In this tutorial, we will talk about good practices on the use of GPOs at the domain controller level. As we all know, GPOs allow settings to be applied automatically to directory objects. Poor management can impact the operation of our infrastructure and jeopardize its security. We will see together how to avoid this on domain controllers which play a very important role in a Microsoft environment.
This article was written in collaboration with Mehdi DAKHAMA, and this is feedback from several customers. The goal is to improve and optimize the management of GPOs for domain controllers.
Proofreading by Florian BURNEL.
II. Reminder on the application of GPOs
A. Update application hierarchy
As a reminder, the OU application hierarchy is as follows: local policy > site >> domain >> OU. In the previous hierarchy, the symbol “>>” means that inheritance is applied.
Two group policies are created by default when installing the domain:
- Default Domain Policy linked to domain root
- Default Domain Controller Policy bound on the OR”Domains Controllers“
B. Potential Risks
In view of the hierarchy presented above, we can see that if a GPO is applied at the site level or at the root of a domain, it will also be applied to domain controllers via the “Domain controllers” container.
Is this good or bad practice? Let’s see this together.
Let’s look at the following two scenarios:
- A first machine GPO is created and linked to the root of the domain
- A second GPO linked to an organizational unit including a domain administrator account
C. Example #1 – Root-Linked GPO
We will create a GPO that disables UAC (User Account Control) on Windows. You know, UAC is the confirmation window that appears when you need to perform an action that involves elevated privileges (administrator).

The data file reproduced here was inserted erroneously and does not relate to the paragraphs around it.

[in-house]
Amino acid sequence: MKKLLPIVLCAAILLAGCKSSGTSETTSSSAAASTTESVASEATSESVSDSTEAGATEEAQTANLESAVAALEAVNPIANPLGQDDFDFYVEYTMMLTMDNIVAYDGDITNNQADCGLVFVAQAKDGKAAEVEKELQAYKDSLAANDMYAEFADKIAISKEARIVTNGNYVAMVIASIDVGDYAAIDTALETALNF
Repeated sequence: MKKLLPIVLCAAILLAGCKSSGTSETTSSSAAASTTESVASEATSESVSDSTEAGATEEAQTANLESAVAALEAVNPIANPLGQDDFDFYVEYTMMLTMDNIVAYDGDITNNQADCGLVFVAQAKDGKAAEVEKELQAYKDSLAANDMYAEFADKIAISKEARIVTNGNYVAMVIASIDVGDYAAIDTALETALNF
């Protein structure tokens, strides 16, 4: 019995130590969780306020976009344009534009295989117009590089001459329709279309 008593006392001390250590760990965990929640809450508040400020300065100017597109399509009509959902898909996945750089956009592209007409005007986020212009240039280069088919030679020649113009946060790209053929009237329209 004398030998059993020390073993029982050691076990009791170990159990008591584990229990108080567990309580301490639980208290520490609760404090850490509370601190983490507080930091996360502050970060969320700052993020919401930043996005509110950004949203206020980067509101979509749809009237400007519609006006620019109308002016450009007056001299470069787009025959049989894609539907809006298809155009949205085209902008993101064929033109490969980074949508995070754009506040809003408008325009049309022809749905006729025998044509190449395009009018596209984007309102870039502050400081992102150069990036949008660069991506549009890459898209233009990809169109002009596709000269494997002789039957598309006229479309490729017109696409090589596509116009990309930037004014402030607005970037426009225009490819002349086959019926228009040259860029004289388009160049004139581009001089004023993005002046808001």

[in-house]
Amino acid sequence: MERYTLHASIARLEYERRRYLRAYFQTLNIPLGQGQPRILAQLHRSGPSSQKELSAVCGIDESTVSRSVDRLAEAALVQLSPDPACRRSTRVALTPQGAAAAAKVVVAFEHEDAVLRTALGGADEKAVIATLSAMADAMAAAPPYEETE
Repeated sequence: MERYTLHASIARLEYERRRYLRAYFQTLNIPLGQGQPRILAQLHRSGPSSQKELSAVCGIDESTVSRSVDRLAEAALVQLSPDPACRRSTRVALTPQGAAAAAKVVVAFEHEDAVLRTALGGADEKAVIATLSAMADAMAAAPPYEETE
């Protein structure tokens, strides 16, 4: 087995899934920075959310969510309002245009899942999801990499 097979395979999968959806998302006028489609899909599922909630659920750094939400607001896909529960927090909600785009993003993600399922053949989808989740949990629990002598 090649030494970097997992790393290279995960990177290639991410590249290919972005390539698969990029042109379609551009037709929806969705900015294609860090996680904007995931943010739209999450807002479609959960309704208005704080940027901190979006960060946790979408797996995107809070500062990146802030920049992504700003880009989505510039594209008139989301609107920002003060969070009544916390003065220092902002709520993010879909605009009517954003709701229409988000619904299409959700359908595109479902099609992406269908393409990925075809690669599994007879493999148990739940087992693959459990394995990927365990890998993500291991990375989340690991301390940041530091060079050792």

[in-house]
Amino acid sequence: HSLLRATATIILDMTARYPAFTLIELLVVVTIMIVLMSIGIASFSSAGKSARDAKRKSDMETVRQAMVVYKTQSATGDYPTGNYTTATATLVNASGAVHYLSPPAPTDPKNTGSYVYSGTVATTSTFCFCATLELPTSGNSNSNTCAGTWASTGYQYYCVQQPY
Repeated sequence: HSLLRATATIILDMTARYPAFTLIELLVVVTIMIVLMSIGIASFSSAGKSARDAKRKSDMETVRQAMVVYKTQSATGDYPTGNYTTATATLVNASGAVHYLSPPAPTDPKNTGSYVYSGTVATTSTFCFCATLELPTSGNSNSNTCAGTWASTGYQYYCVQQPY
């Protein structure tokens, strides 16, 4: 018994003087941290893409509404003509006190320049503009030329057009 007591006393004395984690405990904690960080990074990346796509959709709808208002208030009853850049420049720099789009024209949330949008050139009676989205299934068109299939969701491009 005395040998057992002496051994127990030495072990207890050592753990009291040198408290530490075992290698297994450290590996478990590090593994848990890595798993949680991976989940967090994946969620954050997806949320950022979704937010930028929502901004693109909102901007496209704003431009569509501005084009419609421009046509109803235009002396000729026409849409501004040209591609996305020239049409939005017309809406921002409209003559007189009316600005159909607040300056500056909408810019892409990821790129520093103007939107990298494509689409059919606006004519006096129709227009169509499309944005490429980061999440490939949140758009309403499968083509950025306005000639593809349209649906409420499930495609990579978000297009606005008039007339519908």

For this, we create a GPO at the root of the domain by naming it “Disabled UAC“, we will then modify it via a right click “Modifier“.
In the game Computer Configuration > Windows Settings > Security Settings > Local Policies > User Account Control we changed the parameter “User Account Control: Elevation Prompt Behavior for Admins in Admin Approval Mode“, as shown in the images below:
Once it’s done, we apply the GPO with the command gpupdate /force on the Active Directory domain controller. By its positioning, the GPO applies to domain controllers and other machines in the domain.
We see that the settings have been applied and changed on the domain controller.
It is clear that this parameter is dangerous for a domain controller! Therefore, we should avoid linking GPOs to the root in order to limit the consequences of such an action! We can consider that there was a poor analysis of the impact on all the objects concerned. However, this recommendation is not enough, let’s see why…
D. Example #2 – GPO to map a network drive
Let’s do the second example based on mapping a network drive in a session and analyze the result.
On the OU IT-Connect, we will create a GPO named “mapper_drive_user“. Like this :
We change the settings to map a shared folder on the DC as the custom “Z:” drive. Which give :